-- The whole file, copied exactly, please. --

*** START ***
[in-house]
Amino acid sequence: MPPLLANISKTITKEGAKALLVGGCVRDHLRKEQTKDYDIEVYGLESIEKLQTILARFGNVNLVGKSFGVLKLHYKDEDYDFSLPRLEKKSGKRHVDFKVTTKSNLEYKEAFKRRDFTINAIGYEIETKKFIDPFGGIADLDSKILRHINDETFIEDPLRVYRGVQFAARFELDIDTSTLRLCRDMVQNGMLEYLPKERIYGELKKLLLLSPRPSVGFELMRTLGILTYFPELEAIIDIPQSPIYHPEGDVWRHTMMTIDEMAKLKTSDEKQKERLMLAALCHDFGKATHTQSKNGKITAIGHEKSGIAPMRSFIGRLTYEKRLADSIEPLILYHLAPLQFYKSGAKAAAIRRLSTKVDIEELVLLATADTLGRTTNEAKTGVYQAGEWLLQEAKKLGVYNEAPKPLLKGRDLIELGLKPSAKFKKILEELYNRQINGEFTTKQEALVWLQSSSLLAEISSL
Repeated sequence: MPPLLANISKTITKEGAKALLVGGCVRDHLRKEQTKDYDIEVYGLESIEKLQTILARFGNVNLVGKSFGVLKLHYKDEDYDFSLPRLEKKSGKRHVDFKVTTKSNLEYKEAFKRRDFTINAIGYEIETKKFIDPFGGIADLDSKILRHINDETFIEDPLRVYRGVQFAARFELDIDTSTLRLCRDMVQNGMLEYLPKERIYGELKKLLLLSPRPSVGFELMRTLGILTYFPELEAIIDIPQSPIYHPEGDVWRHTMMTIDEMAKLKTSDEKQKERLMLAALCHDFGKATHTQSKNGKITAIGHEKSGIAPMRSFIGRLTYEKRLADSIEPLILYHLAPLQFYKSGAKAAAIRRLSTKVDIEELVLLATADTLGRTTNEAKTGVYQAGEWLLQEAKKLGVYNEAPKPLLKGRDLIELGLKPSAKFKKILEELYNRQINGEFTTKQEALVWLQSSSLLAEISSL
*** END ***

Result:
[in-house]
Amino acid sequence: MPPLLANISKTITKEGAKALLVGGCVRDHLRKEQTKDYDIEVYGLESIEKLQTILARFGNVNLVGKSFGVLKLHYKDEDYDFSLPRLEKKSGKRHVDFKVTTKSNLEYKEAFKRRDFTINAIGYEIETKKFIDPFGGIADLDSKILRHINDETFIEDPLRVYRGVQFAARFELDIDTSTLRLCRDMVQNGMLEYLPKERIYGELKKLLLLSPRPSVGFELMRTLGILTYFPELEAIIDIPQSPIYHPEGDVWRHTMMTIDEMAKLKTSDEKQKERLMLAALCHDFGKATHTQSKNGKITAIGHEKSGIAPMRSFIGRLTYEKRLADSIEPLILYHLAPLQFYKSGAKAAAIRRLSTKVDIEELVLLATADTLGRTTNEAKTGVYQAGEWLLQEAKKLGVYNEAPKPLLKGRDLIELGLKPSAKFKKILEELYNRQINGEFTTKQEALVWLQSSSLLAEISSL
Repeated sequence: MPPLLANISKTITKEGAKALLVGGCVRDHLRKEQTKDYDIEVYGLESIEKLQTILARFGNVNLVGKSFGVLKLHYKDEDYDFSLPRLEKKSGKRHVDFKVTTKSNLEYKEAFKRRDFTINAIGYEIETKKFIDPFGGIADLDSKILRHINDETFIEDPLRVYRGVQFAARFELDIDTSTLRLCRDMVQNGMLEYLPKERIYGELKKLLLLSPRPSVGFELMRTLGILTYFPELEAIIDIPQSPIYHPEGDVWRHTMMTIDEMAKLKTSDEKQKERLMLAALCHDFGKATHTQSKNGKITAIGHEKSGIAPMRSFIGRLTYEKRLADSIEPLILYHLAPLQFYKSGAKAAAIRRLSTKVDIEELVLLATADTLGRTTNEAKTGVYQAGEWLLQEAKKLGVYNEAPKPLLKGRDLIELGLKPSAKFKKILEELYNRQINGEFTTKQEALVWLQSSSLLAEISSL